March 26, 2010 12:00 AM |
[We're partnering with game criticism site Critical Distance to present some of the week's most inspiring writing about the art and design of video games from commentators worldwide. This week, Ben Abraham checks out design and thematic discussions featuring Hideo Kojima's Metal Gear Solid 4, plus Heavy Rain and a Valve/Marvel comparison.]
Well, I’m back from my Game Developers Conference 2010 sojourn in San Francisco -- so let's see what the critical games blogosphere have been writing about this week.
Alec Meer writes about playing games as a lefty in ‘Southpaw Tales’. A left handed friend of mine once surprised me by, gasp, actually using his left hand on the mouse, and it was somewhat of a revelation at the time. Those of us relatively un-impacted by the right-ist hegemony would do well to pay attention to Meer’s tale.
Elsewhere, Annie Wright at Gamer Melodico writes about ‘The Zelda Method Revisited’ -- which is essentially applying a game-like imaginary goal structure to your day.
James Dilks at No Added Sugar says that Dante’s Inferno is actually a good example of how to do a game adaption of a literary work, noting: "Settings are the most immediately transferable part of written fiction, and Visceral show that perhaps they’re the most important factor when choosing a title to adapt."
The author of the Interactive Illuminatus blog has words about the Jesse Schell DICE lecture - of course, not the first we've featured in recent weeks. It’s the talk that keeps on talking.
CT Hutt at Press Pause to Reflect says, ‘It’s The War Economy, Stupid’ in a discussion of Metal Gear Solid 4. Hutt comments: “The current military state of play is a very real game of which all of us are a part, whether we want to be or not. The true kicker is that there is no button to press, virus to upload, or final boss to defeat that is going to make the unpleasant facts just go away.”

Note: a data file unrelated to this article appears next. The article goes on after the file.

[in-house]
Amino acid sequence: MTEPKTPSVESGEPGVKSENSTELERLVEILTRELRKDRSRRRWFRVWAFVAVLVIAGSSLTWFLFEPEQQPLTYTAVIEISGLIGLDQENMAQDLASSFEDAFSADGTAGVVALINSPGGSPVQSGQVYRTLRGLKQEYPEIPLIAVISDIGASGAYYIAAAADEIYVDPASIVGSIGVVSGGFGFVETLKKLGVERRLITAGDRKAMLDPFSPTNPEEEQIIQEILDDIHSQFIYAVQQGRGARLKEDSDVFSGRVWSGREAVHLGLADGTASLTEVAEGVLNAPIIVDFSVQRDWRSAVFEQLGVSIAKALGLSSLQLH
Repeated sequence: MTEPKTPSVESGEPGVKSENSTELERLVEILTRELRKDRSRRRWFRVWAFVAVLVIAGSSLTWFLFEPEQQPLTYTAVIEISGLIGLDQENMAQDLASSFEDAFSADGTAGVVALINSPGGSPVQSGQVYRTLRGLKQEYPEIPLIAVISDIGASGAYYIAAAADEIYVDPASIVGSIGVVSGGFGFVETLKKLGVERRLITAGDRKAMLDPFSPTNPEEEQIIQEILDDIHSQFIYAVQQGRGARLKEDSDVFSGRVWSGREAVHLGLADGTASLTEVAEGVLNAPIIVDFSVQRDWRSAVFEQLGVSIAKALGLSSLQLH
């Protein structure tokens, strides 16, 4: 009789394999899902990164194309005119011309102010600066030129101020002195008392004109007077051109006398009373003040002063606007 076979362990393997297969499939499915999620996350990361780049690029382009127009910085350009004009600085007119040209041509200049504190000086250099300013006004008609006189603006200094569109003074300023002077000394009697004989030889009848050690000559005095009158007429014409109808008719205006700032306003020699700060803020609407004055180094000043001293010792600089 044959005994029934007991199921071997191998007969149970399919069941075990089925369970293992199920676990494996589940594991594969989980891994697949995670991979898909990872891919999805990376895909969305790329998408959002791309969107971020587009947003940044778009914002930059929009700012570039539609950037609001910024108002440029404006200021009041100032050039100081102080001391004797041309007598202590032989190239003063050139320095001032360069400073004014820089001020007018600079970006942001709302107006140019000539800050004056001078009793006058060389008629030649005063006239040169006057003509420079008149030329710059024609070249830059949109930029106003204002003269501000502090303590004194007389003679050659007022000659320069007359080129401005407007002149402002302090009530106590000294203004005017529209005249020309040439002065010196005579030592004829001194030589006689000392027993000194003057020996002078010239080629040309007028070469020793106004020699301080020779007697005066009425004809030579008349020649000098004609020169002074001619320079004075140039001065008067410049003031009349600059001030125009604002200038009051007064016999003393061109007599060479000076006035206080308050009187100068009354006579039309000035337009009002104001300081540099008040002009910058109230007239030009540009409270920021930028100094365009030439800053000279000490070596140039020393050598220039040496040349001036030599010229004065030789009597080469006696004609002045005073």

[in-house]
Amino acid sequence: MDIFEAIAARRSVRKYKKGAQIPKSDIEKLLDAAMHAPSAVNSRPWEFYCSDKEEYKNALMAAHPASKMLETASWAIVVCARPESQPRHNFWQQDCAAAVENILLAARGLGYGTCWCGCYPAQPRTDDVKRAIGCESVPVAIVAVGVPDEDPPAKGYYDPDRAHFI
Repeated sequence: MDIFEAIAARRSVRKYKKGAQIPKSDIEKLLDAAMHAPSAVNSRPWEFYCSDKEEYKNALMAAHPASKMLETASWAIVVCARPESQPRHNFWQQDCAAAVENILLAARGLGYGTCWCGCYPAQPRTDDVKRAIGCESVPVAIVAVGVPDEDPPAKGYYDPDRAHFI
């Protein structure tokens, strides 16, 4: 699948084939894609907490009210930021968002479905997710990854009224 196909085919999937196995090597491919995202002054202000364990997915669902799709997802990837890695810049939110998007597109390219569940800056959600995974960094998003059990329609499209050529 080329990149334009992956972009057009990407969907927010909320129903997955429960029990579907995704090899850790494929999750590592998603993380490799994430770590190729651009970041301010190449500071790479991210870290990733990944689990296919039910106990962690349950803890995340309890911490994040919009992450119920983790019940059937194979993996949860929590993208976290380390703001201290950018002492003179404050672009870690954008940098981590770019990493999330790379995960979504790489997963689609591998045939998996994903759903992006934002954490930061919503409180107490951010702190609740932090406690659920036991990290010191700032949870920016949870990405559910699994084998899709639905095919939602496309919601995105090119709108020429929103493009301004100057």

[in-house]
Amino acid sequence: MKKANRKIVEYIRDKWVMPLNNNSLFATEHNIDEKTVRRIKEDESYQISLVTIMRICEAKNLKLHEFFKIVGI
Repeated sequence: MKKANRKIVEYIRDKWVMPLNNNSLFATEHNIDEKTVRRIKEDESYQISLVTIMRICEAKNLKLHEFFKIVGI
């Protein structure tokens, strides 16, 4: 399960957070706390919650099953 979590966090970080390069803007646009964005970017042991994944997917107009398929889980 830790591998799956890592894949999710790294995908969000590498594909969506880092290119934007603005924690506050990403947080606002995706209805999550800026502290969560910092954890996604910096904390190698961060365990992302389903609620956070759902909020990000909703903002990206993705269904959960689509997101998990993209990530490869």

Also at Press Pause to Reflect, Daniel Bullard-Bates writes ‘Beyond Good and Evil’ which is actually not about the game Beyond Good and Evil but is instead about moral choices.
In other notable game criticism news, Chris Green writes has a response to a short piece I wrote this week about Permadeath’s relative suitability (or lack thereof) for certain games.
Also on the site, David Hayward writes up GDC’s Farmville future, an impression that I also got from the conference. Incidentally, we’re in the middle of collecting and preparing a Critical Compilation of GDC stories and write-ups. If you attended and wrote anything about this year’s GDC please get in touch so we can include it in the piece.
G. Christopher Williams for PopMatters writes about ‘The Elegance of the Shotgun’, commenting wryly: "Taking at least one thing off before going out, the little black dress, the black tie, the shotgun. What do these things have in common? Obviously, their elegance."
Jason McIntosh at The Gameshelf writes about the similarities in market positioning and IP between present-day developer Valve and 1960’s era Marvel Comics. It's a weird connection, I know, but it’s there.
Matthew Kaplan at the Game in Mind blog responds to some link-bait forum post we’re not going to link to here and comes up with an examination of what the hell game studies is actually good for. There's also a great back-and-forth between Simon Ferrari and Kaplan in the comments that illuminates the discussion from the perspective of someone well and truly on the inside of the games studies institution.
Steven O’Dell at the Raptured Reality blog reflects on his time with Heavy Rain in ‘The Origami Collection: Heavy Hitter’.
This week, Lake Desire, blogging for The Border House continues a previous series of posts about “Characters Done Right” in games, this particular post being about ‘Midna the Twilight Princess’.
Michael Abbott writes about the GDC panel about character diversity in “What Color Is Your Hero?”. This was a panel I also attended and got a lot out of. Highly recommended reading for any and everyone involved however tangentially in the games industry – this is an issue that has the potential to either doom or super-charge the games industry in the coming decade. To paraphrase Manveer Heir’s comments from the panel, “If the games industry is at the same place it is today in ten years time, we’re fucked.”
You’ll have to forgive me as I was at GDC so I missed this last week, but Quintin Smith has an excellent discussion about the worth in studying Tim Rogers’ games writing and his strange (and oft criticized) style.
Finally, on the Games Aren’t Numbers blog John Jackson says ‘Don’t blame me – blame society’ looking at the old standby issue of games acceptance as a cultural form: "The fact that so many games are expected to be forgotten after a couple of years makes them tend towards being forgettable. But plenty of perfectly good valid games exist. Society is what needs to catch up and accept them."